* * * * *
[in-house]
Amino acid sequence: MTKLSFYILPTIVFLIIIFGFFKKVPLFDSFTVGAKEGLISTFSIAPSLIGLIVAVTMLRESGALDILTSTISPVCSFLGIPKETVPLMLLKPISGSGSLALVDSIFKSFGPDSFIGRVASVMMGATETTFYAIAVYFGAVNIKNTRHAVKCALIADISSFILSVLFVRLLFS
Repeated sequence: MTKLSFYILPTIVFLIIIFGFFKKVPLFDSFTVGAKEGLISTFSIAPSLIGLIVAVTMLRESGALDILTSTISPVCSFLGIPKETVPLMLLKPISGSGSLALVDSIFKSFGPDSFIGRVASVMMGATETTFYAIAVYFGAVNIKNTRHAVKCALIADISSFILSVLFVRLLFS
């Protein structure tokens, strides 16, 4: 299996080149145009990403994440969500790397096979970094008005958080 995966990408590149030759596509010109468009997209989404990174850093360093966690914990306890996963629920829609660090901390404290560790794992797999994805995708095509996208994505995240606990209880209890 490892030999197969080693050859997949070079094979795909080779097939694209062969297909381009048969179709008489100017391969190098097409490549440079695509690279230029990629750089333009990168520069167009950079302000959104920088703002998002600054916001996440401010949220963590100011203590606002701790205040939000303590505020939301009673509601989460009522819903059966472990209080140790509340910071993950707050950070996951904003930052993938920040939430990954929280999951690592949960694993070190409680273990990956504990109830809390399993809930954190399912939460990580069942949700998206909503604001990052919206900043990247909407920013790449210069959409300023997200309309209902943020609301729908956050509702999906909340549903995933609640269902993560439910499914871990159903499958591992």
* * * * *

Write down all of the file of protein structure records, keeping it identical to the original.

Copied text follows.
[in-house]
Amino acid sequence: MTKLSFYILPTIVFLIIIFGFFKKVPLFDSFTVGAKEGLISTFSIAPSLIGLIVAVTMLRESGALDILTSTISPVCSFLGIPKETVPLMLLKPISGSGSLALVDSIFKSFGPDSFIGRVASVMMGATETTFYAIAVYFGAVNIKNTRHAVKCALIADISSFILSVLFVRLLFS
Repeated sequence: MTKLSFYILPTIVFLIIIFGFFKKVPLFDSFTVGAKEGLISTFSIAPSLIGLIVAVTMLRESGALDILTSTISPVCSFLGIPKETVPLMLLKPISGSGSLALVDSIFKSFGPDSFIGRVASVMMGATETTFYAIAVYFGAVNIKNTRHAVKCALIADISSFILSVLFVRLLFS
């Protein structure tokens, strides 16, 4: 299996080149145009990403994440969500790397096979970094008005958080 995966990408590149030759596509010109468009997209989404990174850093360093966690914990306890996963629920829609660090901390404290560790794992797999994805995708095509996208994505995240606990209880209890 490892030999197969080693050859997949070079094979795909080779097939694209062969297909381009048969179709008489100017391969190098097409490549440079695509690279230029990629750089333009990168520069167009950079302000959104920088703002998002600054916001996440401010949220963590100011203590606002701790205040939000303590505020939301009673509601989460009522819903059966472990209080140790509340910071993950707050950070996951904003930052993938920040939430990954929280999951690592949960694993070190409680273990990956504990109830809390399993809930954190399912939460990580069942949700998206909503604001990052919206900043990247909407920013790449210069959409300023997200309309209902943020609301729908956050509702999906909340549903995933609640269902993560439910499914871990159903499958591992």